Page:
The way it "rams into" obstacles is the nature of the horst link to a large extent. With such a low virtual pivot, the rear wheel doesn't move as easily. I think my avalanche shock was a big improvement in this area, but it's never going to work as well as something like a DW link or even a high forward single pivot, at least in this one respect. With that high forward single pivot, you get lots of pedal interaction depending on which gear you are in, so it takes you back to square one if you're trying to ride/pedal over obstacles, but if you could just "coast" in the right gear, it would actually do better. This is why so many DH bikes are single pivots and still competative, there's a small gear range so it's easy to optimize the pivot placement. So what can you do? Get an avalanche shock? It will help, but it won't solve this.

    What you describe was all the more worse when I ran an RP23 for a while. With the excessive compression damping (required to make it pedal decently) it would just feel like a jackhammer to me and ram up against objects and lose tons of momentum, on uphills or downhills.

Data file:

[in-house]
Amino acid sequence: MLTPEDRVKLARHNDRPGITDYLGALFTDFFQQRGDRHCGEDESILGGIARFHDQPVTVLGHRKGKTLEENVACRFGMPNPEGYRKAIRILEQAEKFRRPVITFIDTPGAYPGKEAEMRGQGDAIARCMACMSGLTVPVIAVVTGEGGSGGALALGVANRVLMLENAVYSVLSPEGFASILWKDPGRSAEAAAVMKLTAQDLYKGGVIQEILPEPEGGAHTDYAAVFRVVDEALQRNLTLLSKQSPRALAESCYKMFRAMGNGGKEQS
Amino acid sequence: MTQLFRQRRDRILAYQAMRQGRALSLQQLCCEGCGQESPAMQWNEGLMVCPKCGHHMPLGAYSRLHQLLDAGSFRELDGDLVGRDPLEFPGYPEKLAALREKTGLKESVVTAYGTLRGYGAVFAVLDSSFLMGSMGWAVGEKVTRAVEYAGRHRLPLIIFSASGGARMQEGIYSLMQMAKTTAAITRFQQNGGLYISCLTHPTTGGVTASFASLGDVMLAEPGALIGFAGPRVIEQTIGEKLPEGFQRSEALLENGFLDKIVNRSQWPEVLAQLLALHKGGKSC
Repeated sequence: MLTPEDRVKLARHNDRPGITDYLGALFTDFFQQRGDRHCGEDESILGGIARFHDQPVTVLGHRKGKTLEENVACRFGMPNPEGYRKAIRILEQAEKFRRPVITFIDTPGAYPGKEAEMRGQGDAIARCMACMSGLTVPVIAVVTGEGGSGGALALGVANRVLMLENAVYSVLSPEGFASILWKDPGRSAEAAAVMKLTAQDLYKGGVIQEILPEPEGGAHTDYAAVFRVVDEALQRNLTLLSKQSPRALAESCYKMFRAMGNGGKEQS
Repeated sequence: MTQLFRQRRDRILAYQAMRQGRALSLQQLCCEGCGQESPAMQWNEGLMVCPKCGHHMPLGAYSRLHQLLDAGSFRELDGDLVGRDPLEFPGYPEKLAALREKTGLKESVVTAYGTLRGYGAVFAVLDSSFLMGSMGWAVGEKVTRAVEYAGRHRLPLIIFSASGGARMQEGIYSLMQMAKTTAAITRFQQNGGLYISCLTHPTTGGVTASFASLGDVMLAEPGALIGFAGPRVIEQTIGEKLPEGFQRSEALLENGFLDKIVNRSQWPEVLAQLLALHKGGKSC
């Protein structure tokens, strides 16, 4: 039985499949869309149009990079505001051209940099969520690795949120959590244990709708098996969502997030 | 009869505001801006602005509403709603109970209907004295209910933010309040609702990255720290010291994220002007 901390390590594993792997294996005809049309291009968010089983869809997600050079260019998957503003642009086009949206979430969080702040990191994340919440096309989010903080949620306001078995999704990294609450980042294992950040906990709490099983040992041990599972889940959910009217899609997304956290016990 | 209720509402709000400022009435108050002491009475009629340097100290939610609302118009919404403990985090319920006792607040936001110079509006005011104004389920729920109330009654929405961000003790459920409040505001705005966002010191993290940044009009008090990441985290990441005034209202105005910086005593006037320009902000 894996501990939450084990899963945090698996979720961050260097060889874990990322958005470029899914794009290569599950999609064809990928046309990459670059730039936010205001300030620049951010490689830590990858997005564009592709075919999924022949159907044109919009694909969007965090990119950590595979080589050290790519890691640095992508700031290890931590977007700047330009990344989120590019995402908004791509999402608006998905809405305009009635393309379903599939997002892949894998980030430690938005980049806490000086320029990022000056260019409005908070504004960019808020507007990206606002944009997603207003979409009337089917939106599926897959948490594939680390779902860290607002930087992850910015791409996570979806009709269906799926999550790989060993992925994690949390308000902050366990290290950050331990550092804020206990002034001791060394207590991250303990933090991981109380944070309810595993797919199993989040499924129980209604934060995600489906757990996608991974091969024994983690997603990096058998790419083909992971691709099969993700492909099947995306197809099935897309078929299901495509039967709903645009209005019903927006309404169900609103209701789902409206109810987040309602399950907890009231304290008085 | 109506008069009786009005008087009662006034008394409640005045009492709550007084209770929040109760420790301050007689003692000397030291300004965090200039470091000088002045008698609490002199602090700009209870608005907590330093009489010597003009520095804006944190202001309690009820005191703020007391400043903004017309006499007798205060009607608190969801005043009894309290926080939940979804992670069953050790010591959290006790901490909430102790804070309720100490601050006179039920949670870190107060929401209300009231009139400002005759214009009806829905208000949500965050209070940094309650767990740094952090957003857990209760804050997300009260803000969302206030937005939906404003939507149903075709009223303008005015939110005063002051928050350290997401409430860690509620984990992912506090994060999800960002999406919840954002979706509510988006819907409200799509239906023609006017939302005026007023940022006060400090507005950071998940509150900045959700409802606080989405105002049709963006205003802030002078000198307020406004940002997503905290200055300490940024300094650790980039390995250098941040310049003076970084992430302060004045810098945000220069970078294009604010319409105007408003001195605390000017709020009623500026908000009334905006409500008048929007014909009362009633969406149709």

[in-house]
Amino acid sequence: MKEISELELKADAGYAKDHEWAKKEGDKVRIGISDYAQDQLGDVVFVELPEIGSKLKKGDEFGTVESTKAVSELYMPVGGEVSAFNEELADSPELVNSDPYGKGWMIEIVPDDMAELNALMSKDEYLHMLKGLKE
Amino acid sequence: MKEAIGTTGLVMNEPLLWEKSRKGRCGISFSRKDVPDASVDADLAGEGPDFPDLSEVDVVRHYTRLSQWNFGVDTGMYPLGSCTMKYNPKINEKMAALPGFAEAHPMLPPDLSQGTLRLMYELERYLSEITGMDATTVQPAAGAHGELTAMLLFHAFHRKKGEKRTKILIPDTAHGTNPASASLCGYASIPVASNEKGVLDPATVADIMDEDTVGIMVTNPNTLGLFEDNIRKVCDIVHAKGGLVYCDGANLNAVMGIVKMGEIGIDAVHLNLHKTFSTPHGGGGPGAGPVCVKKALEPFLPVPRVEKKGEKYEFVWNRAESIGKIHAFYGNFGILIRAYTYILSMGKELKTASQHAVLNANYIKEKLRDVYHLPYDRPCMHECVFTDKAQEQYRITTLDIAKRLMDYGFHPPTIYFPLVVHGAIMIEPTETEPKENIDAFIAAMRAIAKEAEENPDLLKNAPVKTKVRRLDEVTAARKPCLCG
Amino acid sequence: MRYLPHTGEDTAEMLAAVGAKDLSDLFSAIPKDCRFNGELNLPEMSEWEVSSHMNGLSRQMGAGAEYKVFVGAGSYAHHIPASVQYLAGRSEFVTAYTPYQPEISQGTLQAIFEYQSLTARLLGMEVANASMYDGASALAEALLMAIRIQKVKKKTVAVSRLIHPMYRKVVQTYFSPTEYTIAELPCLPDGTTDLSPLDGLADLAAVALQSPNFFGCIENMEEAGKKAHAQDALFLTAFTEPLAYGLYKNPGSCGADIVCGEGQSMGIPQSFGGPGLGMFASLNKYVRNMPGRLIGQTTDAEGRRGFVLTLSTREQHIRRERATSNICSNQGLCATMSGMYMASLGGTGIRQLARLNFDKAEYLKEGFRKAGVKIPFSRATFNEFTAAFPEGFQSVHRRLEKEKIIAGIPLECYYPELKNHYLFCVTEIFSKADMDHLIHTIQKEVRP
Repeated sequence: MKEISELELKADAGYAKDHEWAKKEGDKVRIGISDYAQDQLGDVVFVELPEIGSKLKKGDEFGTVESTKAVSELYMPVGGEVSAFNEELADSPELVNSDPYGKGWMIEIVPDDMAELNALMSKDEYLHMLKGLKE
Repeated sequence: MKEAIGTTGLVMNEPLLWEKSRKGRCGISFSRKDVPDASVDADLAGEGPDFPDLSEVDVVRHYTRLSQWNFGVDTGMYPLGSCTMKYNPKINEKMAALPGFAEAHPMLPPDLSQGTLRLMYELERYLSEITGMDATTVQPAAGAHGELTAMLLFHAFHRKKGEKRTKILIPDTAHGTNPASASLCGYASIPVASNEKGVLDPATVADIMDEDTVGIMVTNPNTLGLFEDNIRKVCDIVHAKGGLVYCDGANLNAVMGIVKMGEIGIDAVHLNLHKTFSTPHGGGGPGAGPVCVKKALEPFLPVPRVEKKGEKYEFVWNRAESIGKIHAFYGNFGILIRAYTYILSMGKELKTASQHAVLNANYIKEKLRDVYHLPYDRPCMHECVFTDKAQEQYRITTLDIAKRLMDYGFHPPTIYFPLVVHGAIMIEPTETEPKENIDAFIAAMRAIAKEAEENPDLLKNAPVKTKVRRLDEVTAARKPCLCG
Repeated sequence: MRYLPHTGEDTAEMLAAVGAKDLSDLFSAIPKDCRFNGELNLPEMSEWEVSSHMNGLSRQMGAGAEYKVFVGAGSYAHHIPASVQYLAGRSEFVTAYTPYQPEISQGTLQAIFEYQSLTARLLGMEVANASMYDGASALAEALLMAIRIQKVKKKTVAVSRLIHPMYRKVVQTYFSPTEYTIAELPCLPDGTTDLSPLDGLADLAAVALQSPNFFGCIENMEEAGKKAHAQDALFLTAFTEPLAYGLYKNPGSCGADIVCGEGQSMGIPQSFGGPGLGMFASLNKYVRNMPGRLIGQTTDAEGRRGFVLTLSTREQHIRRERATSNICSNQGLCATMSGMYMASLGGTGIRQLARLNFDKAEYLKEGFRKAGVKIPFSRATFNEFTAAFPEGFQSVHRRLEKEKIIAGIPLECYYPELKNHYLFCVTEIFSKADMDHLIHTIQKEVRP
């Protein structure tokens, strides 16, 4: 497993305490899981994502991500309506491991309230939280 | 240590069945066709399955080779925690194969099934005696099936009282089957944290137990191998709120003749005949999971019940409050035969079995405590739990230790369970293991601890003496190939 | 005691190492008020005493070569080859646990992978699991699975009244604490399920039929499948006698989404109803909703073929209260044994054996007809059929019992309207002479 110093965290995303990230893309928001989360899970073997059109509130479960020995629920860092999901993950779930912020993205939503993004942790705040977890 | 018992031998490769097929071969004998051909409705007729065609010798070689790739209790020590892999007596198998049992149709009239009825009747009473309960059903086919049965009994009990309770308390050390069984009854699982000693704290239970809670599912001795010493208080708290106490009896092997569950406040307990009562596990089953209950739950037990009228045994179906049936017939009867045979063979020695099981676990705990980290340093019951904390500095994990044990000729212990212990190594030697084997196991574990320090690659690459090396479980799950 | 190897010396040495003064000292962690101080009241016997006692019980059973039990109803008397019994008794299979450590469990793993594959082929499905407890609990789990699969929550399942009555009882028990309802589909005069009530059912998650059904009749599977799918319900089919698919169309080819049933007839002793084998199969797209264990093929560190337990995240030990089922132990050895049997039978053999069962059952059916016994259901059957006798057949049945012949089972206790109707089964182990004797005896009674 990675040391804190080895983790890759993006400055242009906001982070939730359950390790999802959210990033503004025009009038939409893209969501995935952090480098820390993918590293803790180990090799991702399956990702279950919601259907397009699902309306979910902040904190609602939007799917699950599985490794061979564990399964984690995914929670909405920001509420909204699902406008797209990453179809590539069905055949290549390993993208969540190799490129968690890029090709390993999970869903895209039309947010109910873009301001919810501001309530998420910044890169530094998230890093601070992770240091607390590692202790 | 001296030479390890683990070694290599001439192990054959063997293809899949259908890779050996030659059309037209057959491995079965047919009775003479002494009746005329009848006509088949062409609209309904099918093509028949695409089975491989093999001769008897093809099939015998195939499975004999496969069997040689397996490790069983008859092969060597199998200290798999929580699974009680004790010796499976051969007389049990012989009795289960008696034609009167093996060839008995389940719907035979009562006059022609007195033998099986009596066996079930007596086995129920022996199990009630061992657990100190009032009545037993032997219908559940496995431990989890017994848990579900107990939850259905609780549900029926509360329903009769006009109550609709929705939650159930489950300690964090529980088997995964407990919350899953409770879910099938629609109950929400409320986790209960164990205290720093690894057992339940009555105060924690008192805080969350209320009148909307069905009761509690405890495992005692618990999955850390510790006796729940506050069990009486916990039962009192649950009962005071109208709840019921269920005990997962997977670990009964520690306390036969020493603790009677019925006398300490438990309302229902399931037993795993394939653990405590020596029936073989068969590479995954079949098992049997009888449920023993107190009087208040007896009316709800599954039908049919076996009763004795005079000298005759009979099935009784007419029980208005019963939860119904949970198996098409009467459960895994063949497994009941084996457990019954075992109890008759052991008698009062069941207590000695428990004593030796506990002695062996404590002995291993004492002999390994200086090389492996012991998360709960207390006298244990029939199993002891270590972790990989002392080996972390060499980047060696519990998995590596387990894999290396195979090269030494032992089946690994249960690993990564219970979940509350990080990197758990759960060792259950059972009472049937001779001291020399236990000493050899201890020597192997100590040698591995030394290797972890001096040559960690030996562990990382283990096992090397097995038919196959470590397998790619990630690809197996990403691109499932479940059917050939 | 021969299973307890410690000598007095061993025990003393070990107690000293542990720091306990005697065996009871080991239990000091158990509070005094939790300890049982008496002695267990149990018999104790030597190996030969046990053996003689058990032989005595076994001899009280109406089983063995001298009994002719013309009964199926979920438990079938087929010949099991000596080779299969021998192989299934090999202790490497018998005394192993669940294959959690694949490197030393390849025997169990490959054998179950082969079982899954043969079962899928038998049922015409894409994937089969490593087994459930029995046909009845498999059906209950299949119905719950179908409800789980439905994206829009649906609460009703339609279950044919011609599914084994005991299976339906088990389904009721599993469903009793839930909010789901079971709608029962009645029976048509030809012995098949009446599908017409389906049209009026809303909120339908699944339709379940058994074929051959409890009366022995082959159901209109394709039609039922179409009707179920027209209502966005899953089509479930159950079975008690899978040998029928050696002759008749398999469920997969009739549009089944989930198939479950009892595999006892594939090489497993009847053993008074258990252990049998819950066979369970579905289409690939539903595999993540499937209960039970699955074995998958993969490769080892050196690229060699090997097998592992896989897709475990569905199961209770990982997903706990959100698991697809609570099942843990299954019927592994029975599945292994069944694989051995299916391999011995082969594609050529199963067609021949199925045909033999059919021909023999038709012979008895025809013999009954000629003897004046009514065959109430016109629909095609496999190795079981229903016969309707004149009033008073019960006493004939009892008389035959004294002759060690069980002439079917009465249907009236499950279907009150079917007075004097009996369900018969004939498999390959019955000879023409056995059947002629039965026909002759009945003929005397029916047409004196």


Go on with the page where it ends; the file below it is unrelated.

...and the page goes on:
I think that this is one of those "problems" that you'd NEVER notice if you didn't ride with other people, but once you do, you realize some bikes and riders can easily ride faster, and you are looking for ways to combat this. On 26ers, I've ridden enough in the middle ring so that I only need the middle ring, and never the granny. I would (and do) still ride that much faster on a 29er, but being this strong helps a lot when I'm trying to keep up with them or pedal my RFX and highline down a "slight downhill".
    "It's only when you stand over it, you know, when you physically stand over the bike, that then you say 'hey, I don't have much stand over height', you know"-T. Ellsworth

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  11. #11
    FM
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    Quote Originally Posted by Jayem
    A few things;

    Once you've ridden your RFX with someone else on a 29er on the same trail, you're screwed.
    Wow, I can't imagine anybody preferring a 29'er on the trails I typically ride my RFX on. My buddy who owns a 29'er says the same thing.
    But hey, I have no doubt there are trails where either bike would be fun, just not my local stash!

  12. #12
    Elitest thrill junkie
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    Quote Originally Posted by FM
    Wow, I can't imagine anybody preferring a 29'er on the trails I typically ride!
    Nowhere did I mention preference. Did you read the 2nd sentance?
    "It's only when you stand over it, you know, when you physically stand over the bike, that then you say 'hey, I don't have much stand over height', you know"-T. Ellsworth

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  13. #13
    FM
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    Quote Originally Posted by Jayem
    Did you read the 2nd sentance?